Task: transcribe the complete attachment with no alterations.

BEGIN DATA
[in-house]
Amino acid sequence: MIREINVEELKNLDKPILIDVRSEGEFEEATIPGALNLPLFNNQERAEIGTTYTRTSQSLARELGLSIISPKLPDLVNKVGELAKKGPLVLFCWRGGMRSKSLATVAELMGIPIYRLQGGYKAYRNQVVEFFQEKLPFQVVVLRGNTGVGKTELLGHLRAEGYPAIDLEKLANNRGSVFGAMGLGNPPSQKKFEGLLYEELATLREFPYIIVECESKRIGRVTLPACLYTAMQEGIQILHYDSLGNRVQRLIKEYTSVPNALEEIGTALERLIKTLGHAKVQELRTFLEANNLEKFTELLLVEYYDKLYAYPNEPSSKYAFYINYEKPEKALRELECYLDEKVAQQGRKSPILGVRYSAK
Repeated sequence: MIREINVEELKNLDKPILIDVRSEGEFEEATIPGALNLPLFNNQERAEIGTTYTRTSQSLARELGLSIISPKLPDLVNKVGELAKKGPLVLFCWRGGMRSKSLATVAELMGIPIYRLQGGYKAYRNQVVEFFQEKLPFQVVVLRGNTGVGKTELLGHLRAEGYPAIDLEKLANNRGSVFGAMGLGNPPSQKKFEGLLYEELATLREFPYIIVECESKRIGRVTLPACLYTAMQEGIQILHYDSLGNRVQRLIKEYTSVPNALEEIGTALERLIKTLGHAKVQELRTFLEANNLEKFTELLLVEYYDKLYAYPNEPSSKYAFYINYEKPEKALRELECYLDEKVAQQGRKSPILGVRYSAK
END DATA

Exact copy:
[in-house]
Amino acid sequence: MIREINVEELKNLDKPILIDVRSEGEFEEATIPGALNLPLFNNQERAEIGTTYTRTSQSLARELGLSIISPKLPDLVNKVGELAKKGPLVLFCWRGGMRSKSLATVAELMGIPIYRLQGGYKAYRNQVVEFFQEKLPFQVVVLRGNTGVGKTELLGHLRAEGYPAIDLEKLANNRGSVFGAMGLGNPPSQKKFEGLLYEELATLREFPYIIVECESKRIGRVTLPACLYTAMQEGIQILHYDSLGNRVQRLIKEYTSVPNALEEIGTALERLIKTLGHAKVQELRTFLEANNLEKFTELLLVEYYDKLYAYPNEPSSKYAFYINYEKPEKALRELECYLDEKVAQQGRKSPILGVRYSAK
Repeated sequence: MIREINVEELKNLDKPILIDVRSEGEFEEATIPGALNLPLFNNQERAEIGTTYTRTSQSLARELGLSIISPKLPDLVNKVGELAKKGPLVLFCWRGGMRSKSLATVAELMGIPIYRLQGGYKAYRNQVVEFFQEKLPFQVVVLRGNTGVGKTELLGHLRAEGYPAIDLEKLANNRGSVFGAMGLGNPPSQKKFEGLLYEELATLREFPYIIVECESKRIGRVTLPACLYTAMQEGIQILHYDSLGNRVQRLIKEYTSVPNALEEIGTALERLIKTLGHAKVQELRTFLEANNLEKFTELLLVEYYDKLYAYPNEPSSKYAFYINYEKPEKALRELECYLDEKVAQQGRKSPILGVRYSAK